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Bernstein, Philip Sidney


BERNSTEIN, PHILIP SIDNEY (1901–1985), U.S. rabbi. Bernstein was born in Rochester, N.Y., and was ordained in the first graduating class of the Jewish Institute of Religion (1926). He served as rabbi of Rochester's Congregation B'rith Kodesh for half a century. Bernstein was a committed pacifist until the German invasion of Poland, which forced him to rethink his views. During World War ii he was executive director of the committee on army and navy religious activities of the Jewish Welfare Board, a position he held until 1946. He was responsible for supervising the 300 rabbis of all denominations serving in the U.S. Armed forces. His service propelled him into national Jewish life. He served as a member of the Zionist Emergency Council and helped form the American Christian Palestine Committee. In 1946 he returned to his congregation in Rochester, only to leave again when he was appointed by President Truman as Jewish adviser to U.S. Army commanders in Europe (1946–47), where he played a significant role at the time in alleviating the conditions of Holocaust survivors and making conditions in the Displaced Persons camps less deplorable. In his non-military role, he assisted in moving Jews from Russian-occupied Poland to American-occupied Germany, working directly with *Beriḥah. In 1947 he returned to Rochester once again. He was president of the Central Conference of American Rabbis (1950–52). He was chairman (1954–68), and subsequently honorary chairman, of the American Israel Public Affairs Committee, then in its formative years. He was the author of What the Jews Believe (1951), which grew out of a series of articles published in Life Magazine. He also wrote Rabbis at War (1971), an account of his war years and the service of his colleagues to 600,000 American Jews who served in World War ii.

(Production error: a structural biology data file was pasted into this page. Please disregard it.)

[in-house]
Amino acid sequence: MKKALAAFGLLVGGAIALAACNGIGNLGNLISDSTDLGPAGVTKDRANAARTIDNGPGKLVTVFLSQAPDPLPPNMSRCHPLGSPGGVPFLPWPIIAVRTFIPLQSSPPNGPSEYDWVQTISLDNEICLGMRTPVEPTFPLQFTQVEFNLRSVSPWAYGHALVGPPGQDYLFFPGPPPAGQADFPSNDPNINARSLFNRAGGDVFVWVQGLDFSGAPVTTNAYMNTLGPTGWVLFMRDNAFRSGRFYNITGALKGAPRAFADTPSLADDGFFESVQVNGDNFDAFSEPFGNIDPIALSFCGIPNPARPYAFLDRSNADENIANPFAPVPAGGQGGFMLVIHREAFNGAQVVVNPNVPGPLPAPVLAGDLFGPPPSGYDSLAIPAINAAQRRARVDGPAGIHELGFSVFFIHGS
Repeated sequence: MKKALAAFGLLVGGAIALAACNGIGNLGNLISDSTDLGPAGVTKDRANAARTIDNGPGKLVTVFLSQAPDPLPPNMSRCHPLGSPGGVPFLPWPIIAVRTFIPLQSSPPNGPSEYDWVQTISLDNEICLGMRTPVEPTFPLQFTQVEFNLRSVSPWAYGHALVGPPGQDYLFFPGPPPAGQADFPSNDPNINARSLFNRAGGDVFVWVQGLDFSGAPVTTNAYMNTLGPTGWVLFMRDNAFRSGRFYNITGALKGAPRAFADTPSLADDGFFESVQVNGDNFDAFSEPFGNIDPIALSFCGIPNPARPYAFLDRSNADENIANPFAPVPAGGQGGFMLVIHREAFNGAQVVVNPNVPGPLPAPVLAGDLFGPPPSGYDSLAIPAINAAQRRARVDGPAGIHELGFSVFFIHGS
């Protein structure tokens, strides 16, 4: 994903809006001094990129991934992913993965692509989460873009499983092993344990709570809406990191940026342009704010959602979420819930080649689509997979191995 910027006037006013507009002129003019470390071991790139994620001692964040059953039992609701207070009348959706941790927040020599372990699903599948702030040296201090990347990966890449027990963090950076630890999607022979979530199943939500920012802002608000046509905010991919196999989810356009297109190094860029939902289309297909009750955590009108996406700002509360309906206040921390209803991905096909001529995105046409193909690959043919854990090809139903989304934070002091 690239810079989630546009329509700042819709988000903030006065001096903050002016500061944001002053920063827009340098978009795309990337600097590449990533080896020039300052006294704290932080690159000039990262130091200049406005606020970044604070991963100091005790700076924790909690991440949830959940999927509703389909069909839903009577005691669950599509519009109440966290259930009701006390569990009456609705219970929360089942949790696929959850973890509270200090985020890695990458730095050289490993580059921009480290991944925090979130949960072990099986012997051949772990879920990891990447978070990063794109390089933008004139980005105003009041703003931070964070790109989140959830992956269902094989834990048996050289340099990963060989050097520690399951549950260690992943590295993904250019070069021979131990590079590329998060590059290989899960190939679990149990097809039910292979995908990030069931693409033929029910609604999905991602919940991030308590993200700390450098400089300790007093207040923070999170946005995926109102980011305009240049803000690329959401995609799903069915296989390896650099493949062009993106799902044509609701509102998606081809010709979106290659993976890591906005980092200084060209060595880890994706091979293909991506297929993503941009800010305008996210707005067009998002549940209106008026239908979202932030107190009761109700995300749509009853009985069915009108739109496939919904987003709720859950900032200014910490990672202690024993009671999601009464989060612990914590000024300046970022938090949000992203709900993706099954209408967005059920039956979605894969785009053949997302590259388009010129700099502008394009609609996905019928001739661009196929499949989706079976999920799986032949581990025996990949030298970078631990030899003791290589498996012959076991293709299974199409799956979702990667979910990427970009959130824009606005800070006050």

add. bibliography:

Y. Bauer, Flight and Rescue: Brichah, the Organized Escape of Jewish Survivors of Eastern Europe (1970); T.P. Liebschutz, "Rabbi Philip S. Bernstein and the Jewish Displaced Persons," Rabbinic Thesis, huc-jir (1965).

[Malcolm H. Stern /

Michael Berenbaum (2nd ed.)]

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